Electroencephalogram on a cube

A miniature one cubic centimetre 3-dimensional stacked system-in-a-cube (SiC) is to be used as the heart of a wearable, wireless electroencephalogram (EEG).

A miniature one cubic centimetre 3D stacked system-in-a-cube (SiC), which comprises radio and digital signal processing (DSP) circuitry, will be used as the heart of a wearable, wireless electroencephalogram (EEG) currently under development at IMEC and the University Hospital Leuven, Belgium.

By actually wearing the device, patients can remain mobile while a electroencephalogram is taken and need no longer to remain in hospital for the procedure.

The SiC was developed as part of IMEC’s Human++ program, which envisions similar SiCs as sensor nodes constituting a body area network (BAN). The BAN will be used to gather vital body information into a central intelligent node, which in turn will communicate wirelessly with a base station.

This first 3D-stack prototype integrates a commercial low-power 8 MIPS (million instructions per second) microcontroller and a 2.4 GHz wireless transceiver, crystals and other necessary passives, as well as a custom-designed matched dipole antenna.

The high level of integration in a system was achieved through Z-axis, or ‘3D’, stacking of separate layers with different functionality. Each layer connects to its neighbouring layers through a dual row of fine pitch solder balls. The bottom layer has a BGA (ball grid array) footprint, allowing standard techniques for module mounting.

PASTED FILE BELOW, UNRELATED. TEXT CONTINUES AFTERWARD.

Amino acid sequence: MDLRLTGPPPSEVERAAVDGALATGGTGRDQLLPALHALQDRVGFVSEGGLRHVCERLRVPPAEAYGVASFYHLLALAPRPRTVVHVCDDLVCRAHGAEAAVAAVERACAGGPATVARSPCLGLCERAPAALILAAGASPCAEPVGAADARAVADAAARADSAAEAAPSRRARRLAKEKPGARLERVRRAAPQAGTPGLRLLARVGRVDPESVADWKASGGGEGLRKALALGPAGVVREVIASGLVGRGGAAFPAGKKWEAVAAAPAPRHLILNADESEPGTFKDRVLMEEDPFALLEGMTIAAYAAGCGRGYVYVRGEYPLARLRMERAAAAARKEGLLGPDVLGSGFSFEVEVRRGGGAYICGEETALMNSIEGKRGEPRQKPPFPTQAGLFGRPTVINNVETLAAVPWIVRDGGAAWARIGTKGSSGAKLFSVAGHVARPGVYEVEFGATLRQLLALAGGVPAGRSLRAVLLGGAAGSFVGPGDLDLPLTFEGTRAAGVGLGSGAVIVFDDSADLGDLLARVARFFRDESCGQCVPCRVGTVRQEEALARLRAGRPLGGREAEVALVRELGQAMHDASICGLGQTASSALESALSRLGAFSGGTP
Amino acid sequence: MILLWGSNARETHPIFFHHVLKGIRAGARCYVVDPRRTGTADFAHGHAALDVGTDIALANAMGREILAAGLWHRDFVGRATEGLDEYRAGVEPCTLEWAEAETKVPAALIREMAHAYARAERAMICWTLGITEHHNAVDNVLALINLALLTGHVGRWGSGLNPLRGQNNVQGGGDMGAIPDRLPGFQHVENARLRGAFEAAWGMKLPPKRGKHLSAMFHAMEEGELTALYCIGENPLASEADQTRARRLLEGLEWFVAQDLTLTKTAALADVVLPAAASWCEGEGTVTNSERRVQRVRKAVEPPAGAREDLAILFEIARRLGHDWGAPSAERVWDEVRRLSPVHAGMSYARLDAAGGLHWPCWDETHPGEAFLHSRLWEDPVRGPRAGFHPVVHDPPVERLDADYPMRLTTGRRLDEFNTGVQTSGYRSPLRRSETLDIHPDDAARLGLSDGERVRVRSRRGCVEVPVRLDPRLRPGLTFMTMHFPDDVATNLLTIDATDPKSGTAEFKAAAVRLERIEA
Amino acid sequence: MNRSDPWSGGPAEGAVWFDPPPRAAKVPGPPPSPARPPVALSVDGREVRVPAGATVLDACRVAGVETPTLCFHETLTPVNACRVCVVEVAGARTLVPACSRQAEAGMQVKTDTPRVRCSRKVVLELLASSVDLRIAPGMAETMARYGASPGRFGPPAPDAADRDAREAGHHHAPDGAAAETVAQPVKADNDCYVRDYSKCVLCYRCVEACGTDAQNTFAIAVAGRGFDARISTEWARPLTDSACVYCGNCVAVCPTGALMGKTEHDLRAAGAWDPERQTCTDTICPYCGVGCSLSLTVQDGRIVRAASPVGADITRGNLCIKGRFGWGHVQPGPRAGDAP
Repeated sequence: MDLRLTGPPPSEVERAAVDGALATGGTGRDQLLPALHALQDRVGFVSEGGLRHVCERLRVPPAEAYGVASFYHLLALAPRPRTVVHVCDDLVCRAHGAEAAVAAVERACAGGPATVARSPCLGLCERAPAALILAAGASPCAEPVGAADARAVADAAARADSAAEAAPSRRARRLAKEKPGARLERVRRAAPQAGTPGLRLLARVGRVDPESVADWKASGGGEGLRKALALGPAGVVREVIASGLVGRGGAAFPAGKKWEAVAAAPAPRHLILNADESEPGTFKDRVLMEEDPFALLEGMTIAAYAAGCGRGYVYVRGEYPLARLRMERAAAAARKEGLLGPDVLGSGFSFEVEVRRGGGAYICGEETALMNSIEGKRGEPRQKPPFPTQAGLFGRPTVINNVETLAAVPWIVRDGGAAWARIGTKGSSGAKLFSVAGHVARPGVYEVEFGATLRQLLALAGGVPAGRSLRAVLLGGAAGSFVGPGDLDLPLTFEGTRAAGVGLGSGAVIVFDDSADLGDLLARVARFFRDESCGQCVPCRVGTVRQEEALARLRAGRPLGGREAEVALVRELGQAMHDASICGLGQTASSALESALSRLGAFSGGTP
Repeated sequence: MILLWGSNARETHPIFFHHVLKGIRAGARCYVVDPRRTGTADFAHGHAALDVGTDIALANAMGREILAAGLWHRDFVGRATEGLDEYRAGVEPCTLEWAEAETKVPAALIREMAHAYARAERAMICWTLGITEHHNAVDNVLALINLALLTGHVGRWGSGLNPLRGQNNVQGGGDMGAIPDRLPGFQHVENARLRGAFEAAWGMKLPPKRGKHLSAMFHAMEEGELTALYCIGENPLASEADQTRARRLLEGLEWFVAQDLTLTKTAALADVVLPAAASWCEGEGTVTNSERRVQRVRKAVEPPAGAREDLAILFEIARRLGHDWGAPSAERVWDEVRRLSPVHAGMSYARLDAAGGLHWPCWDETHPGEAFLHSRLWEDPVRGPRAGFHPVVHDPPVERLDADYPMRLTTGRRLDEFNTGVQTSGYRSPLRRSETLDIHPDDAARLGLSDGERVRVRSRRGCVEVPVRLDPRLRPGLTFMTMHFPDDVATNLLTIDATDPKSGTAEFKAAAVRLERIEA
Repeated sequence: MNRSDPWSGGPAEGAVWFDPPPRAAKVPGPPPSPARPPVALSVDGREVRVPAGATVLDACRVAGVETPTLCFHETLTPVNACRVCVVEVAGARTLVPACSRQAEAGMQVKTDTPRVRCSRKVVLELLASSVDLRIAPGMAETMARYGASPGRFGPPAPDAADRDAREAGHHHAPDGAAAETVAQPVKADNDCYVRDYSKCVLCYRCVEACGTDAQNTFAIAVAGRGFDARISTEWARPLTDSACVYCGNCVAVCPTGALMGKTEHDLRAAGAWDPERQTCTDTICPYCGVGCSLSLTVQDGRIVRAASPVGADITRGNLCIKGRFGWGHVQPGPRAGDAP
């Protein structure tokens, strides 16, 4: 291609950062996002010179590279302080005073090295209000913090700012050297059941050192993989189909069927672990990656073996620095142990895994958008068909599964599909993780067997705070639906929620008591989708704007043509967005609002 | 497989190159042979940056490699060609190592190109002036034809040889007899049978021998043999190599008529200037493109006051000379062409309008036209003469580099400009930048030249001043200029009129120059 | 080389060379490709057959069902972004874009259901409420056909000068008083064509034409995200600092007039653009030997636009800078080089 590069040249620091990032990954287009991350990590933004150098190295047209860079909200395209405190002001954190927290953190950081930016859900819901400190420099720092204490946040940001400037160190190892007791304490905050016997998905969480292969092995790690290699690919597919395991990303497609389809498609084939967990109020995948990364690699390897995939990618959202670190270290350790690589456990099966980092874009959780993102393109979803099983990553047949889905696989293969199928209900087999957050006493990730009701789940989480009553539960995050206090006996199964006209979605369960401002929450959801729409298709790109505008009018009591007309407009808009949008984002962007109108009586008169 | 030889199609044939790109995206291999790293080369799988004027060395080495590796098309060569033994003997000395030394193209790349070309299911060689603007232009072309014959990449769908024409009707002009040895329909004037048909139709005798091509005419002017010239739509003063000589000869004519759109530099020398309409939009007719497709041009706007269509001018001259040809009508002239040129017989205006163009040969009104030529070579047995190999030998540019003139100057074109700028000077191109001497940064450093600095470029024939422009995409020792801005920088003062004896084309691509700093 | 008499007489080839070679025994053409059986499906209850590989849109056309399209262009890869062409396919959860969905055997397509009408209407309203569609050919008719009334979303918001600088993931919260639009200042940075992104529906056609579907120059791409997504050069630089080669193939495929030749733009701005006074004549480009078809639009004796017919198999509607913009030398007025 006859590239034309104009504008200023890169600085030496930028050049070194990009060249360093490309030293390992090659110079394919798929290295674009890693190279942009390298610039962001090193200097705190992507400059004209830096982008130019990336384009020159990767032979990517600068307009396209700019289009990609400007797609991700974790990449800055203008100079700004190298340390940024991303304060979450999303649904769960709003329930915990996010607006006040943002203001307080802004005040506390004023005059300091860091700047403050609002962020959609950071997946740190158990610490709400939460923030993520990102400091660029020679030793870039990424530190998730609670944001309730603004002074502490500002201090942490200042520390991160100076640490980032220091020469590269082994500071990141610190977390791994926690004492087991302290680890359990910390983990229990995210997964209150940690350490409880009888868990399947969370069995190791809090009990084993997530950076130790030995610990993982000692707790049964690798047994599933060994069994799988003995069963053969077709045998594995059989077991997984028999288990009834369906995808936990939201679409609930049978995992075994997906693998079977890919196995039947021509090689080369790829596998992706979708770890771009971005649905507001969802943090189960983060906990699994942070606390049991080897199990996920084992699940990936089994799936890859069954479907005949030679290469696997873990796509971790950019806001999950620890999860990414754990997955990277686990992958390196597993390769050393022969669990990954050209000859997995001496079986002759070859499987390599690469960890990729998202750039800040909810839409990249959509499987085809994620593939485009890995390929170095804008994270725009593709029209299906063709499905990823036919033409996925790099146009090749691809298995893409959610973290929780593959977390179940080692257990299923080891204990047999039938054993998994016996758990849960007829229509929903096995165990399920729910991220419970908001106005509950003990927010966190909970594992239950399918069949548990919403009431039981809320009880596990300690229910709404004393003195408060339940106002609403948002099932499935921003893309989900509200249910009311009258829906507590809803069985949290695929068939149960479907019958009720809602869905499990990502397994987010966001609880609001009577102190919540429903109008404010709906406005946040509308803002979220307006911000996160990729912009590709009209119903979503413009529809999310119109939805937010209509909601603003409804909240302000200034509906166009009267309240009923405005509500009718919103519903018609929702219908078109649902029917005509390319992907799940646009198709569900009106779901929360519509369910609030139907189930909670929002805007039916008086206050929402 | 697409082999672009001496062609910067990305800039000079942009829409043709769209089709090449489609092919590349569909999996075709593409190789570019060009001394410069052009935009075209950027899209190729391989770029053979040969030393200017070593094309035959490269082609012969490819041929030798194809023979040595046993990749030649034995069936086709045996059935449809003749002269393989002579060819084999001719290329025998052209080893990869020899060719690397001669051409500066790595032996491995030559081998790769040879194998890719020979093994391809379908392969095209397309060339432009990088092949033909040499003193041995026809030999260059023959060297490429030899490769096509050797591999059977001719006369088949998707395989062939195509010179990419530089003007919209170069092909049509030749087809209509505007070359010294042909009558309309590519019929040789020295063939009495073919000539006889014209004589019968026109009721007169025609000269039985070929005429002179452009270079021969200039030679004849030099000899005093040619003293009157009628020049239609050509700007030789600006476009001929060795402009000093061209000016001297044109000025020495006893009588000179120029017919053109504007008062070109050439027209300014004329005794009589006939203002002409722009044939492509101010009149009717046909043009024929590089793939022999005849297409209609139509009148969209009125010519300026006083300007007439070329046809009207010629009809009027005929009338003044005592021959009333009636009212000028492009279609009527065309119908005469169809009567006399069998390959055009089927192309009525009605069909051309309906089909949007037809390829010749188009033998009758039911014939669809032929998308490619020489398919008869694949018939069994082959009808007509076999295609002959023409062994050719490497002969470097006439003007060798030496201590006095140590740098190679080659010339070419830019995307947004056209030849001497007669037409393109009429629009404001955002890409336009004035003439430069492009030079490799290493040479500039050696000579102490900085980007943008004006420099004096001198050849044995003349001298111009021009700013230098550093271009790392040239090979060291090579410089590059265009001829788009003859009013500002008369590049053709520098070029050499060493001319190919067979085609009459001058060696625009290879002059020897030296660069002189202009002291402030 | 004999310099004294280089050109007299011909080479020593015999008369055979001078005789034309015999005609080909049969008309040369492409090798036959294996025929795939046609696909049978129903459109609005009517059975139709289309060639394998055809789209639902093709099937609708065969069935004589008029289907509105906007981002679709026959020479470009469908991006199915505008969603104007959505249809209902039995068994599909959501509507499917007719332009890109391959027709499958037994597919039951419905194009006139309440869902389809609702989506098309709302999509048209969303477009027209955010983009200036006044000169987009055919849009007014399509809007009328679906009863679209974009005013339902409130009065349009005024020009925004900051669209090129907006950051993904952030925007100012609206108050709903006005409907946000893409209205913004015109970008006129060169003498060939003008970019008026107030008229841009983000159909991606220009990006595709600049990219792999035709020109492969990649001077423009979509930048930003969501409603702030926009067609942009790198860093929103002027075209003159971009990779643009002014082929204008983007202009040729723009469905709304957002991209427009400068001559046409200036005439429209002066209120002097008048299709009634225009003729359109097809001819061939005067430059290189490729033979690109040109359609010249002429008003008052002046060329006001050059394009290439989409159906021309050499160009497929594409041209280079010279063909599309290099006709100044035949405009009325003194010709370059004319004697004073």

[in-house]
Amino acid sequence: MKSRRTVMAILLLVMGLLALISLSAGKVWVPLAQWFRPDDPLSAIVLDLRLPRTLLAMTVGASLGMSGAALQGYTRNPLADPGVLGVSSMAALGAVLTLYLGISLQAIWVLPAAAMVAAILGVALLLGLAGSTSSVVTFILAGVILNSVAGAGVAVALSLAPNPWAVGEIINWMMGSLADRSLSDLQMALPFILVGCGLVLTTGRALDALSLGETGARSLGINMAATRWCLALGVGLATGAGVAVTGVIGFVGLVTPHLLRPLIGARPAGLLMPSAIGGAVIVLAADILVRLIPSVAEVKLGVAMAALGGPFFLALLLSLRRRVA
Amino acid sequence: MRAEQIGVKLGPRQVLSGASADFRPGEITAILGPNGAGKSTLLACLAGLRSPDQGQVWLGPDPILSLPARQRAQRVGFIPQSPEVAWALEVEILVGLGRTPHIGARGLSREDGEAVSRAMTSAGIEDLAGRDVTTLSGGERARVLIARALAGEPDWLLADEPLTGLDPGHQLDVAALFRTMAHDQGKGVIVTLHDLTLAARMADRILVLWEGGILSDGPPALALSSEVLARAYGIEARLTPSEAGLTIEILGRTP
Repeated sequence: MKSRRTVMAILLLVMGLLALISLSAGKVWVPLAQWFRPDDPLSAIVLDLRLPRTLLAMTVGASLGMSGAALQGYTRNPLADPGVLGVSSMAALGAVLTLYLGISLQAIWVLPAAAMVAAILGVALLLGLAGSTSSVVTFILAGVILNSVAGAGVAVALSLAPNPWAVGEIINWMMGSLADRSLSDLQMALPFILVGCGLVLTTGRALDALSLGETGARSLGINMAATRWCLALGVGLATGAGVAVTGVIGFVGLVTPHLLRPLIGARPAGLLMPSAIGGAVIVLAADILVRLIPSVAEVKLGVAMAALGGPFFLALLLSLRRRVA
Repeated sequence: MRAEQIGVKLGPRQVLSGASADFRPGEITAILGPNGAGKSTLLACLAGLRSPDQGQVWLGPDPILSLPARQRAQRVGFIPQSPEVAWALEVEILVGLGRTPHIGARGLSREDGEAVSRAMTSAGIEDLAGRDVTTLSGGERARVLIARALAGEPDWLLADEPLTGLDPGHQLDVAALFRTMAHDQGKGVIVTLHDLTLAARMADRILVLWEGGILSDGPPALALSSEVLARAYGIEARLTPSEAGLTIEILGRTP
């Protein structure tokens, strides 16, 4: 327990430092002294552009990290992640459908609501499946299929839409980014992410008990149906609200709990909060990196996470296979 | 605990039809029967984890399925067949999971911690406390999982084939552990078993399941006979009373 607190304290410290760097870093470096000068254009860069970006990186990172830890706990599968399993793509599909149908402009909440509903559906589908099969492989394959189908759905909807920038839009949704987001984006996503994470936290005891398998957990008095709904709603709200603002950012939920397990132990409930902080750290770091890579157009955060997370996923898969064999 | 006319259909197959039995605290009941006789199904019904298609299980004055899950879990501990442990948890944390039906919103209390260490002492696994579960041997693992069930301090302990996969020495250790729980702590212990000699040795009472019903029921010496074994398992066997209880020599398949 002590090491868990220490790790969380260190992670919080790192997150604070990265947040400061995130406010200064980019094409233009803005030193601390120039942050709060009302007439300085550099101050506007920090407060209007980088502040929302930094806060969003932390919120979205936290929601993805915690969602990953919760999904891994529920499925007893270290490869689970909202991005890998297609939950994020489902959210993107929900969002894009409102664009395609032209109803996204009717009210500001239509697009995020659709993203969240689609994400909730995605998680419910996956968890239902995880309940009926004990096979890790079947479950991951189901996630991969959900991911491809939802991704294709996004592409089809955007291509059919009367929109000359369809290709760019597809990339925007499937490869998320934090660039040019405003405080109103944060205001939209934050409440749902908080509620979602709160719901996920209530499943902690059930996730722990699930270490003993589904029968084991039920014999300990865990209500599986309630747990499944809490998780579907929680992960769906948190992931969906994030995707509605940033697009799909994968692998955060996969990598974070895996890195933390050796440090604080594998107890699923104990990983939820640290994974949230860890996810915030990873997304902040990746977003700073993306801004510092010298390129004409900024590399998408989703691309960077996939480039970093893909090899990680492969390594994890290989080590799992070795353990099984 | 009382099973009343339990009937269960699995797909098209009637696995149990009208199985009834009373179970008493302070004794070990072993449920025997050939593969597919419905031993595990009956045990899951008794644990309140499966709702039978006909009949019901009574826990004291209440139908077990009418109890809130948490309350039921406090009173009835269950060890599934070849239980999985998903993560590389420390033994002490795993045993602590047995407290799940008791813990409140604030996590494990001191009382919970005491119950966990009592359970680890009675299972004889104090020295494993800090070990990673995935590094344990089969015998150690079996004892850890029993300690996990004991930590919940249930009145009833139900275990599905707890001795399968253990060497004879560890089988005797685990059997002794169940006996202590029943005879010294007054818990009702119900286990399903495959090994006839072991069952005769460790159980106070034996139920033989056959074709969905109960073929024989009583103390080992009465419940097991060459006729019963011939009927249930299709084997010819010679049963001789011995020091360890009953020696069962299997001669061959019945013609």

The tasks of the microcontroller unit range from adjusting sensor preamps and digitization to data interpretation, forward error coding and MAC (medium access control) implementations from low to medium complexity. The 12 bit microcontroller ADC (analog to digital converter) provides enough dynamic range for most sensors to be directly interfaced with the module.

Not only can EEG (brain activity), EMG (muscle activity) or ECG (heart activity) information from the human body be monitored, but also temperature, pressure, and humidity when the appropriate sensor is used. The unique stacking feature even allows designers to integrate a specific sensor into a single layer, resulting in an application-specific cubic sensor module.

Future developments will mainly focus on further size reduction and the integration of IMEC’s low-power processing, wireless and power-scavenging technology. By adding yet another layer to the cube that incorporates solar cells and energy-storage circuitry, the designers say that they will be able to create a completely standalone solution.

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